Lewis and Clark Across the Mountains
An Engineer Tracks the Trail
Preservation of a National Historic Resource
As the Lewis and Clark Bicentennial approaches, the nation's interest is focusing on the exploits of the Corps of Discovery. The saga of their journey and its importance to our nation will be celebrated in films, television programs and books. Their passage, through the Bitter Root Mountains and over the Lolo Trail in northern Idaho and western Montana, was rugged and difficult. Many people will join in this celebration by visiting the same places visited by Lewis and Clark.
As you enjoy the Bicentennial and travel along the Lewis and Clark route, I hope you will join me in preserving the fragile ecology and beautiful landscape of the Lolo Trail.
Steve F. Russell
Lolo Trail Background
The Lolo Trail was designated as a National Historic Landmark in 1962 and was added to the National Register of Historic Places in 1976. There are three Nez Perce National Historical Park sites on the Lolo Trail; Musselshell Meadows (site #22), the Lolo Trail (site #23) and Lolo Pass (site #24). The Lolo Trail is also a segment of both the Nez Perce National Historic Trail and the Lewis and Clark National Historic Trail.
The Lolo Trail spans a land of history, exploration, courage, and danger. It is regrettable that we will never be able to fully learn about its early history but we must learn all we can through our research as well as our first-hand experience while travelling the trail. We can imagine that the early travelers faced hunger, potentially fatal accidents, enemies, fire, isolation, the grizzly bear and the mountain lion as they traversed the trail. However, we will never truly know of the joys and sorrows of the people that travelled this ancient route.
We are now embarking on a decade of discovery and preservation for the Lolo Trail System. Surveys and inventories conducted in the next decade will reveal the geographic extent of this system of trails and its many uses. Its importance, to the history of the Northwestern United States, remains to be fully discovered and documented by historians, archaeologists, and other researchers.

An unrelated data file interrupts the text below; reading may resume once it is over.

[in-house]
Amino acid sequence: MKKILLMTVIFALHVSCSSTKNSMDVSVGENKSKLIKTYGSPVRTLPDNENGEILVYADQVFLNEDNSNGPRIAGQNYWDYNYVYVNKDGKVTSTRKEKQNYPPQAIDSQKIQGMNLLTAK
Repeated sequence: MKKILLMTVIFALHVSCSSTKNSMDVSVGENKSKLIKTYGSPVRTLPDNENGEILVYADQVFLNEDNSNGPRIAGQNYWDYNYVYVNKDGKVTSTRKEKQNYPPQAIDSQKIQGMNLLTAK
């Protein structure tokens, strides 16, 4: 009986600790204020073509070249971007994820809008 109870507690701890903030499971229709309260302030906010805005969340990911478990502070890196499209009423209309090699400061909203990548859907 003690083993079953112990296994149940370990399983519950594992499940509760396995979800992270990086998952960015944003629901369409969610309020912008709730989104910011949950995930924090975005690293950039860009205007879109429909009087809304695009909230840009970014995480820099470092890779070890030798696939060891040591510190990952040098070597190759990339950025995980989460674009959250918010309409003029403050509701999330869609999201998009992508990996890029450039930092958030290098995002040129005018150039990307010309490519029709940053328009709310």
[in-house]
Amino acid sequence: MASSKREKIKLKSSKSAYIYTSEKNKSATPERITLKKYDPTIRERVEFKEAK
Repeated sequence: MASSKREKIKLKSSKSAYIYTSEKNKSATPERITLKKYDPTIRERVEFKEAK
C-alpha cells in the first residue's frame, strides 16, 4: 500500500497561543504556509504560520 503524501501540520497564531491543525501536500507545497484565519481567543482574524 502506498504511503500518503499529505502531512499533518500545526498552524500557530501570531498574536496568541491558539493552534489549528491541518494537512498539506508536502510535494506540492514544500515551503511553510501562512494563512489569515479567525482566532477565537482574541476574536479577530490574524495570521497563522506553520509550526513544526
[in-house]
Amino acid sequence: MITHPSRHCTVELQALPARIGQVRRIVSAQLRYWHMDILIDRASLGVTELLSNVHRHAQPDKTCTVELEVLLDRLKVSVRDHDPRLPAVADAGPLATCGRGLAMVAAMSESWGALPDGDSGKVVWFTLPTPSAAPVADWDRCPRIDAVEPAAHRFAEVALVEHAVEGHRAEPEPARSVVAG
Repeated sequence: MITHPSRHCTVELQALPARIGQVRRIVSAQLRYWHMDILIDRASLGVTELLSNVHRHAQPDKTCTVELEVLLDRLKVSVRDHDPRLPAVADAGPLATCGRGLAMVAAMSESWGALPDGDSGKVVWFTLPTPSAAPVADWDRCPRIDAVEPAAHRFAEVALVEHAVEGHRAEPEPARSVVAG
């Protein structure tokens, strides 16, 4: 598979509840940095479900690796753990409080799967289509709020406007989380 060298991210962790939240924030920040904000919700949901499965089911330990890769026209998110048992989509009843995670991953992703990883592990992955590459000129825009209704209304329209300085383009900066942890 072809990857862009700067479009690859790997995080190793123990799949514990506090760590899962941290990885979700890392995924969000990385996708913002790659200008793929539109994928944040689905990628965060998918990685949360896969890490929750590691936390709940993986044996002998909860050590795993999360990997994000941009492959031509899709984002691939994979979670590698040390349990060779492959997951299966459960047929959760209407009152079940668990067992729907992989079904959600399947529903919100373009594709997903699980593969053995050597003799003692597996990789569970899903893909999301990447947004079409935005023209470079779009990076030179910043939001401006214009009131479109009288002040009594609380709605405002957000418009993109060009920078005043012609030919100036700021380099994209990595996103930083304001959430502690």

Over the centuries, the Lolo Trail has played a significant roll in the cultural heritage of the Nez Perce Tribe. Now, many tribal members are actively involved in the process of recovering and expanding their knowledge of this heritage. It is important that the process of discovery continues to involve the tribe.
The Lolo Trail also played a significant roll in the exploration of the early west. The Corps of Discovery under the command of Meriwether Lewis and William Clark travelled the route in 1805 and 1806. It was the toughest part of their journey. Today, the Lewis and Clark Trail Heritage Foundation is a major organization involved in the research and preservation of the legacy of the Corps of Discovery. Their members will be keenly interested in the results of the surveys and inventories for the Lolo Trail.
The Lolo Trail routes, historical camping places, and artifacts are outstanding archaeological treasures of western U.S. history that deserve our most diligent preservation efforts. The actual routes themselves, and not just the archeological sites and artifacts, should be preserved. Many archaeologists, historians, and local residents are unaware of how important the Lolo Trail routes have been and how amazingly well they have been preserved for much of their length. Successful cooperative efforts will produce important historical and archaeological preservation that applies to the Nez Perces, Lewis and Clark, early explorers and traders, gold miners, early commerce, the first railroad explorations, the very early USFS, and several generations of Clearwater Country residents. Future historians and archaeologists will find the Lolo Trail to be an excellent resource for research on the groups mentioned above.
General Comments about Preservation
I am very concerned with the preservation of all the separate trail routes in their present condition, the geographical features, and the artifacts and archaeological sites. Well-meaning trail renovation by the USFS and historical groups could significantly reduce the historical and archaeological value of the routes. Another item of concern is the preservation of the Lolo Motorway. It has existed since 1934 and deserves to be recognized and prized for its historical value. It was a fulfillment of the wagon road "dream" of 1866. In addition, the Lolo Motorway directly overlays the Bird-Truax Trail for many short segments throughout most of its route. This is testimony to the quality of the 1866 survey for the Lewiston Virginia City Wagon Road. In many other places, the trail is only a few feet above or below the Motorway. In some places, a part of the trail can still be seen on the very edge of the upper part of the Motorway. Widening the Motorway will destroy the historic trail in these places.
The ancient route of the Lolo Trail System deserves the public's best efforts toward the preservation of its cultural resources. Some of the campsites along the trail have been used for at least a thousand years. In addition, the early explorers, trappers, and miners used this route for nearly a century. Should you discover information such as trails, camp sites or artifacts during your travel along the trail, please make detailed notes of the location and report your findings to the Forest Archeologist, Clearwater National Forest, 12730 Hwy 12, Orofino, ID, 83544 or to the Forest Archeologist, Lolo National Forest, Building 24, Fort Missoula, Missoula, Montana 59801. Other agencies that would also appreciate your information are the Nez Perce Tribal Executive Committee, PO Box 305, Lapwai, Idaho 83540, the Idaho State Historic Preservation Office, Boise, and the Director, Orofino Historical Society Museum, Box 1454, Orofino, Idaho 83544.